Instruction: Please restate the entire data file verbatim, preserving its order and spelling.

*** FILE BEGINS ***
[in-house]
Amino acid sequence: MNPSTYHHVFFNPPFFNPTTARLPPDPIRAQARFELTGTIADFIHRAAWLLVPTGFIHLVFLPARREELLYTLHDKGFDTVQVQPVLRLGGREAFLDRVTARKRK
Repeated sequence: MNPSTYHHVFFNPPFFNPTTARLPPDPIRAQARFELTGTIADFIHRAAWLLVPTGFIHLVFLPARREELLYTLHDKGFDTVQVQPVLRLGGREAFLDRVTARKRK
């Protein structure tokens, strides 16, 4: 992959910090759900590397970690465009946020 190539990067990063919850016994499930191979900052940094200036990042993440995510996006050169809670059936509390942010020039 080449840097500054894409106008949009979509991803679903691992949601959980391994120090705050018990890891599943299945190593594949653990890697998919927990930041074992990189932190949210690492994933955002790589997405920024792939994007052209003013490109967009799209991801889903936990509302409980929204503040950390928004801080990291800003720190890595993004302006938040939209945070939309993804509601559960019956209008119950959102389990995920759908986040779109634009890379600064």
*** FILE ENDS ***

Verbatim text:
[in-house]
Amino acid sequence: MNPSTYHHVFFNPPFFNPTTARLPPDPIRAQARFELTGTIADFIHRAAWLLVPTGFIHLVFLPARREELLYTLHDKGFDTVQVQPVLRLGGREAFLDRVTARKRK
Repeated sequence: MNPSTYHHVFFNPPFFNPTTARLPPDPIRAQARFELTGTIADFIHRAAWLLVPTGFIHLVFLPARREELLYTLHDKGFDTVQVQPVLRLGGREAFLDRVTARKRK
């Protein structure tokens, strides 16, 4: 992959910090759900590397970690465009946020 190539990067990063919850016994499930191979900052940094200036990042993440995510996006050169809670059936509390942010020039 080449840097500054894409106008949009979509991803679903691992949601959980391994120090705050018990890891599943299945190593594949653990890697998919927990930041074992990189932190949210690492994933955002790589997405920024792939994007052209003013490109967009799209991801889903936990509302409980929204503040950390928004801080990291800003720190890595993004302006938040939209945070939309993804509601559960019956209008119950959102389990995920759908986040779109634009890379600064």